With its focus on breath and attention to the body, yoga – particularly restorative yoga poses – can be a good way to prepare for sleep.
While perhaps falling outside of the regular definition of exercise, incorporating relaxation techniques in your routine are recommended to reduce anxiety and stress, two common emotions that can greatly inhibit your ability to fall asleep. The goal of relaxation techniques is to calm the mind and eliminate preoccupations by focusing solely on sensations within your body and your breath. Training your mind through meditation to get rid of noise, literally and figuratively, will have a profound effect on your sleep habits.
Still Experiencing Sleep Issues?
If, after completing the 30-Day Sleep Challenge and following the guidance provided throughout, you’re still unable to achieve quality sleep – or wake feeling lethargic or fatigued – a disorder such as narcolepsy, sleep apnea, or restless leg syndrome may be to blame. Sleep disorders are surprisingly common, yet often go undiagnosed. Happily, sleep disorders are also treatable, usually through a combination of behavioral changes like those we explore in the sleep challenge, along with medical intervention. A sleep specialist can diagnose sleep disorders utilizing a sleep study, which measures various biological, neurological, and physiological processes that occur during sleep. The study determines if there is an abnormality that could indicate the presence of a sleep disorder. In the case of sleep apnea, for example, the study will measure how many times the patient stops breathing for seconds or longer per hour, which indicates not only the presence of the disorder, but also its severity.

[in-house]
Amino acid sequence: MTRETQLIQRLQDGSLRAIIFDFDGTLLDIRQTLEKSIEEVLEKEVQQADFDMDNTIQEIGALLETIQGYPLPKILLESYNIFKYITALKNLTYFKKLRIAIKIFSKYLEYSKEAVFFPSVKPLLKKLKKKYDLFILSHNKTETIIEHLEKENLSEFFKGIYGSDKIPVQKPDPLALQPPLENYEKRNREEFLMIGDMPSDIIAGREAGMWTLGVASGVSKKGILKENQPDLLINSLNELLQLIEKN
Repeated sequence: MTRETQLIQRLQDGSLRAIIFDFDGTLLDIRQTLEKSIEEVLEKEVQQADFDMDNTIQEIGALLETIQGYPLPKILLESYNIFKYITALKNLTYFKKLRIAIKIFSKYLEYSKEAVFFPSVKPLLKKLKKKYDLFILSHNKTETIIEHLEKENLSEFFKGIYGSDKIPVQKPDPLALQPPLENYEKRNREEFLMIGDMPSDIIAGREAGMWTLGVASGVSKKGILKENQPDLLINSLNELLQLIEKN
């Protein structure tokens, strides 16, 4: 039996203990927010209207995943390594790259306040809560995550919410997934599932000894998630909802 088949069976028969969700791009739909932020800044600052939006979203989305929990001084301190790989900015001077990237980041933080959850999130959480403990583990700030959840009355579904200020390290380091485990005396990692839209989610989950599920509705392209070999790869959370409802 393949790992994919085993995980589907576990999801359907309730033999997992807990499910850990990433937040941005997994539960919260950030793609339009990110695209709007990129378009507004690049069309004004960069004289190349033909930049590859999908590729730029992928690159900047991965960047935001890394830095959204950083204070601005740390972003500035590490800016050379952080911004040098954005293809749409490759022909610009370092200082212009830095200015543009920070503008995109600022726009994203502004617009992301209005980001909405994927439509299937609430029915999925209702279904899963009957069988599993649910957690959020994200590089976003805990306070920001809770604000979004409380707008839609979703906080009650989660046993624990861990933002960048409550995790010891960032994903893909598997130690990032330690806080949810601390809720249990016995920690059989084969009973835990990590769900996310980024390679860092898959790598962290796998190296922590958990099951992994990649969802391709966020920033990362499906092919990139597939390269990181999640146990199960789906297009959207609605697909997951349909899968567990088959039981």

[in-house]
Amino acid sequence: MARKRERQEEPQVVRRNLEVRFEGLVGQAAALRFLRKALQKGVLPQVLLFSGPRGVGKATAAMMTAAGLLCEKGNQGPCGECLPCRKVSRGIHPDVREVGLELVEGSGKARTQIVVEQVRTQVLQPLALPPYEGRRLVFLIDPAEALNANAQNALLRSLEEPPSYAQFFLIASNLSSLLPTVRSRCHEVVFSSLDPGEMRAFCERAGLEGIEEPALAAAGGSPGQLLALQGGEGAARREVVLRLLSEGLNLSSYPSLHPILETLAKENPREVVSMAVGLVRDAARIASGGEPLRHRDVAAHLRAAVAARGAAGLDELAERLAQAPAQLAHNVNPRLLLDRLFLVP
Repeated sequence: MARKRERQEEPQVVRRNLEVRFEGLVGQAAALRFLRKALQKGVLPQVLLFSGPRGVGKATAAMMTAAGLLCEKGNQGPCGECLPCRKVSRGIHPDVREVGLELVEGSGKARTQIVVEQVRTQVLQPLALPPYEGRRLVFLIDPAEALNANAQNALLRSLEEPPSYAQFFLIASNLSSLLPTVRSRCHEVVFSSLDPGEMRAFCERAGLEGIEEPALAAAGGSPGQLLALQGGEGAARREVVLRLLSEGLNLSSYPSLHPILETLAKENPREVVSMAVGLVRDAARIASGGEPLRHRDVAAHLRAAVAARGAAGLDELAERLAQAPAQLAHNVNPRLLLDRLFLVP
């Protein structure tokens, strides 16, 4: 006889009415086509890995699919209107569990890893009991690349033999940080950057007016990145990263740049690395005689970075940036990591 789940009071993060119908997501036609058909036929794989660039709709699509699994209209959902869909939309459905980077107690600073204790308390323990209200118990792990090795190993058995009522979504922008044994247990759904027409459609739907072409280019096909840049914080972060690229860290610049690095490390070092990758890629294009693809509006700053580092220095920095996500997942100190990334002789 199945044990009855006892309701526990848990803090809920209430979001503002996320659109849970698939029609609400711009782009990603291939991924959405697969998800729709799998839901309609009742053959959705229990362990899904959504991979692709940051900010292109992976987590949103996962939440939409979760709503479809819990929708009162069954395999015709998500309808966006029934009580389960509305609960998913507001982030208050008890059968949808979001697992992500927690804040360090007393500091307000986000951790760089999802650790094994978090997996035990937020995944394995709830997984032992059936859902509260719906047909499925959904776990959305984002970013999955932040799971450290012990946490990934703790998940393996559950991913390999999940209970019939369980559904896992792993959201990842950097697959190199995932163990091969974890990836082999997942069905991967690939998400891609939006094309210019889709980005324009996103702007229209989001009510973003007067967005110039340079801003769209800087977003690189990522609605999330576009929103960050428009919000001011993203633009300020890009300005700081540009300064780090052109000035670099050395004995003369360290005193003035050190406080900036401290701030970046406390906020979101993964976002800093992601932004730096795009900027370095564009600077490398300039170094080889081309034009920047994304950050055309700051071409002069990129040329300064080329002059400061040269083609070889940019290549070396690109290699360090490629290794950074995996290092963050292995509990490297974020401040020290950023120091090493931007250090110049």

There are two types of sleep studies used to diagnose sleep disorders: polysomnogram (PSG) and home sleep apnea testing (HSAT). Both types of studies are non-invasive and virtually painless. A polysomnogram (PSG) is an in-lab sleep study that requires an overnight stay in a testing facility. PSGs are performed by registered polysomnographic technologists (RPSGT). The technologist utilizes a series of strategically placed monitors and electrodes to track the brain, eyes, heart, breathing patterns, carbon dioxide and oxygen levels, and other biological functions.
Home sleep apnea testing (HSAT) is a portable monitor that allows the patient to test in the comfort of his/her home. The healthcare professional overseeing the patient will give a demonstration on proper usage of the device, then the patient will complete the study at home and send or physically transport the device back to the office for analysis. After your sleep study is completed, the data will be reviewed to identify any prevalent sleep issues that need to be addressed. If a sleep disorder or problem is uncovered, your doctor will discuss treatment options with you.
If you believe you may have a sleep disorder, consult with a sleep specialist for proper diagnosis and treatment.
Download this information as a PDF: Sleep Challenge Basics